Industrial-organizational psychology - American businessThe field of industrial-organizational (I/O) psychology includes the study of all aspects of human behavior in the business environment. Because people spend a considerable amount of time at work and often with other people, understanding work-related experiences and attitudes is critical for improving the overall quality of work life and employee performance within an organization. I/O psychologists study important organizational issues such as personnel selection, job-related training, employee PERFORMANCE APPRAISAL, group work, MANAGEMENT and LEADERSHIP quality, and general working conditions. Personnel selection involves INTERVIEWING, selecting, and hiring job candidates who are suitably matched for particular jobs. Many organizations employ testing procedures to screen applicants beforehand, helping to ensure that an applicant has the necessary skills and abilities to perform a job before making any hiring decisions. I/O psychologists work to develop reliable and valid tests for job placements so that both the employer and the employee benefit from their use. In addition, I/O psychologists study the interview process itself, identifying variables that affect its success, such as the applicant’s appearance and the interviewer’s expectations. I/O psychologists also study job-related training so employers know how and when to provide the necessary training for their employees. In addition, they work to ensure that additional training opportunities are provided, allowing employees to update and improve their jobrelated skills and knowledge. Evaluation of employee performance is another critical concern. I/O psychologists review the procedures for performance evaluation and feedback, seeking to ensure that employees are evaluated fairly and accurately on job performance and not on extraneous or irrelevant factors. Ultimately performance evaluations feed into decisions about salary increases and promotions, both of which affect employees’ satisfaction with their jobs and their commitment to the company. I/O psychologists also study how groups function in the workplace, trying to increase productivity and decrease the occurrence of SOCIAL LOAFING. They seek to identify the variables that affect the quantity and quality of group work, such as feelings of cohesion, and assist in deciding whether particular projects are better suited for group work or for individual efforts. Management and leadership quality have important effects on the business environment. I/O psychologists study how good managers motivate employees and make suggestions regarding what style of leadership is best suited for a given situation. Training can then be provided to enhance managers’ leadership skills. I/O psychologists are also interested in how the general working conditions in an organization affect employees and productivity. Safety on the job, exposure to workplace violence, general health concerns, absenteeism, and stress are all important concerns in the work environment. The HAWTHORNE EXPERIMENTS were highly influential in alerting I/O psychologists to social and physical factors that could affect worker productivity and satisfaction in general. I/O psychology is a rapidly growing field. Ultimately research that helps organizations understand and improve their work environment can be of tremendous value in determining a company’s success or failure.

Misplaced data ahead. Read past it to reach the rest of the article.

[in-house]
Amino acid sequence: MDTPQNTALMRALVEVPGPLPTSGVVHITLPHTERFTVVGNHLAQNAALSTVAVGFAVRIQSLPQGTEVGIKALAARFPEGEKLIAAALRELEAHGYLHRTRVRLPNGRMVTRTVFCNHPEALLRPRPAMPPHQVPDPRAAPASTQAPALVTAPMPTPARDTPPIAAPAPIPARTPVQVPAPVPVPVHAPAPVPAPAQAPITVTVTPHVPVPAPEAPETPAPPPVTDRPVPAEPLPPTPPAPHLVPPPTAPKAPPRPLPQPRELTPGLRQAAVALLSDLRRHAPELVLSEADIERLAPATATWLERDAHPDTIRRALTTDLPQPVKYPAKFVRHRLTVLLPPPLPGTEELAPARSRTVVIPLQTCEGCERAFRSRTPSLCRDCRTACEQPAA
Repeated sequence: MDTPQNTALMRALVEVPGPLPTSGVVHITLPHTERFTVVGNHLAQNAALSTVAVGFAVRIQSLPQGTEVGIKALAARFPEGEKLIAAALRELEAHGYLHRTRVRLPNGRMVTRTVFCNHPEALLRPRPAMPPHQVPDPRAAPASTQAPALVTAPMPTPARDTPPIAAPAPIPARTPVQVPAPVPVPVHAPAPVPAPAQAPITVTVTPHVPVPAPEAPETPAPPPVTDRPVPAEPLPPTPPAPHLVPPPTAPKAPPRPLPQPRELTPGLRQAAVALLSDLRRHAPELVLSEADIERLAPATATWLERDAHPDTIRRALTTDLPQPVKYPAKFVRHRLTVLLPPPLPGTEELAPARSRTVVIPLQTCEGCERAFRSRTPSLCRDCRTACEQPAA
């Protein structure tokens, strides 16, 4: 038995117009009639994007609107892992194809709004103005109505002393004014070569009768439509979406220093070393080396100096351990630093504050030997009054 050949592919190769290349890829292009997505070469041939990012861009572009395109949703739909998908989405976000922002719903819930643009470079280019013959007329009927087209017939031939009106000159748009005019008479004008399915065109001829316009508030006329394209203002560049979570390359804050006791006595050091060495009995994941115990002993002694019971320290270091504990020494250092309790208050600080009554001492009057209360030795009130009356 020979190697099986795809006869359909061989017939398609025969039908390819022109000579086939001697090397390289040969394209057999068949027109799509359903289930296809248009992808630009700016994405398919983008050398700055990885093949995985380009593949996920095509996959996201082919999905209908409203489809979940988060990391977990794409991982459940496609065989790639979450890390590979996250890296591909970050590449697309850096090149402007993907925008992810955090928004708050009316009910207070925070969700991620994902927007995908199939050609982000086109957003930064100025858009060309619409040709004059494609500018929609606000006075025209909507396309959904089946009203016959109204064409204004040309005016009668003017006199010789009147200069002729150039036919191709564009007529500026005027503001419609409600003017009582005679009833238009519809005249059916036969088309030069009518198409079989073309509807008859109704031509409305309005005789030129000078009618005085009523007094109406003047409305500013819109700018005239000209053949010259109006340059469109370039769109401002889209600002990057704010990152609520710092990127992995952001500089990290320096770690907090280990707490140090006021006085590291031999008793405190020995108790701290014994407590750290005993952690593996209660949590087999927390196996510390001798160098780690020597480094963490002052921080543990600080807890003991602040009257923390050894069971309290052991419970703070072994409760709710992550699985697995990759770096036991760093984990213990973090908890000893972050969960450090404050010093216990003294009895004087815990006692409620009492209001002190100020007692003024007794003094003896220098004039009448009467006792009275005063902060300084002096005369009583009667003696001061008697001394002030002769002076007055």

See also SOCIAL FACILITATION.